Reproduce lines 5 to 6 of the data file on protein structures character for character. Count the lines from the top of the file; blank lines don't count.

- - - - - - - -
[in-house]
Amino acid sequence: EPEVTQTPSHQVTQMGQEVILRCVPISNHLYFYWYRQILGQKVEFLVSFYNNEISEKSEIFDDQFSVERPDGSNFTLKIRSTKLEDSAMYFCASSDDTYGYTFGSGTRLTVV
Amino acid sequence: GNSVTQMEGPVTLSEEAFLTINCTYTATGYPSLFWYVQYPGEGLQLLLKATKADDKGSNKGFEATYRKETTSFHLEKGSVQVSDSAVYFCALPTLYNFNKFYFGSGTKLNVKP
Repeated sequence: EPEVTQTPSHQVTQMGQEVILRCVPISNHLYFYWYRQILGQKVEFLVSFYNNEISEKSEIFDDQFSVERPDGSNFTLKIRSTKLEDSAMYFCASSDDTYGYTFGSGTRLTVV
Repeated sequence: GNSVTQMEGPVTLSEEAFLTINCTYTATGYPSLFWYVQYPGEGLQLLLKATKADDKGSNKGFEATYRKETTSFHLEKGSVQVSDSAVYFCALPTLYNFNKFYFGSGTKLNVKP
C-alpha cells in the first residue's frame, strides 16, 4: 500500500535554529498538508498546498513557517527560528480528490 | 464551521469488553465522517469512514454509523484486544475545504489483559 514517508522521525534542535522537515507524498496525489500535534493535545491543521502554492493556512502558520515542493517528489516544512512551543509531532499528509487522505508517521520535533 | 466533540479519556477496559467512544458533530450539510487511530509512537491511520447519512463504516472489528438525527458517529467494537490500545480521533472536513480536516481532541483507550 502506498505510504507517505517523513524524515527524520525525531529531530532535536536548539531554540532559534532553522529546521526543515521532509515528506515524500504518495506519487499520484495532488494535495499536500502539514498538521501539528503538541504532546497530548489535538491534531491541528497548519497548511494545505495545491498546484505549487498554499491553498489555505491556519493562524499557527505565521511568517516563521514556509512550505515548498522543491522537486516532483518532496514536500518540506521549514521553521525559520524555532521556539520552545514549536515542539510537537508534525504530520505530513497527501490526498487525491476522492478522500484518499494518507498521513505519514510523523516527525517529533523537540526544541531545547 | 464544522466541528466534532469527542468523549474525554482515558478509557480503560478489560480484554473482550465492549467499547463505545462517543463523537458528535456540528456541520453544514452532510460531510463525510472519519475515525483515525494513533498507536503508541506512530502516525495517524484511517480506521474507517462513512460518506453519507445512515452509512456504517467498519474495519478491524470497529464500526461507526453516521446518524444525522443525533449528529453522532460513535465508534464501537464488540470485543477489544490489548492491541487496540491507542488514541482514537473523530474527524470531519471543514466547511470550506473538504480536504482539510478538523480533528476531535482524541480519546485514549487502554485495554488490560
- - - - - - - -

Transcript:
Repeated sequence: GNSVTQMEGPVTLSEEAFLTINCTYTATGYPSLFWYVQYPGEGLQLLLKATKADDKGSNKGFEATYRKETTSFHLEKGSVQVSDSAVYFCALPTLYNFNKFYFGSGTKLNVKP
C-alpha cells in the first residue's frame, strides 16, 4: 500500500535554529498538508498546498513557517527560528480528490 | 464551521469488553465522517469512514454509523484486544475545504489483559 514517508522521525534542535522537515507524498496525489500535534493535545491543521502554492493556512502558520515542493517528489516544512512551543509531532499528509487522505508517521520535533 | 466533540479519556477496559467512544458533530450539510487511530509512537491511520447519512463504516472489528438525527458517529467494537490500545480521533472536513480536516481532541483507550 502506498505510504507517505517523513524524515527524520525525531529531530532535536536548539531554540532559534532553522529546521526543515521532509515528506515524500504518495506519487499520484495532488494535495499536500502539514498538521501539528503538541504532546497530548489535538491534531491541528497548519497548511494545505495545491498546484505549487498554499491553498489555505491556519493562524499557527505565521511568517516563521514556509512550505515548498522543491522537486516532483518532496514536500518540506521549514521553521525559520524555532521556539520552545514549536515542539510537537508534525504530520505530513497527501490526498487525491476522492478522500484518499494518507498521513505519514510523523516527525517529533523537540526544541531545547 | 464544522466541528466534532469527542468523549474525554482515558478509557480503560478489560480484554473482550465492549467499547463505545462517543463523537458528535456540528456541520453544514452532510460531510463525510472519519475515525483515525494513533498507536503508541506512530502516525495517524484511517480506521474507517462513512460518506453519507445512515452509512456504517467498519474495519478491524470497529464500526461507526453516521446518524444525522443525533449528529453522532460513535465508534464501537464488540470485543477489544490489548492491541487496540491507542488514541482514537473523530474527524470531519471543514466547511470550506473538504480536504482539510478538523480533528476531535482524541480519546485514549487502554485495554488490560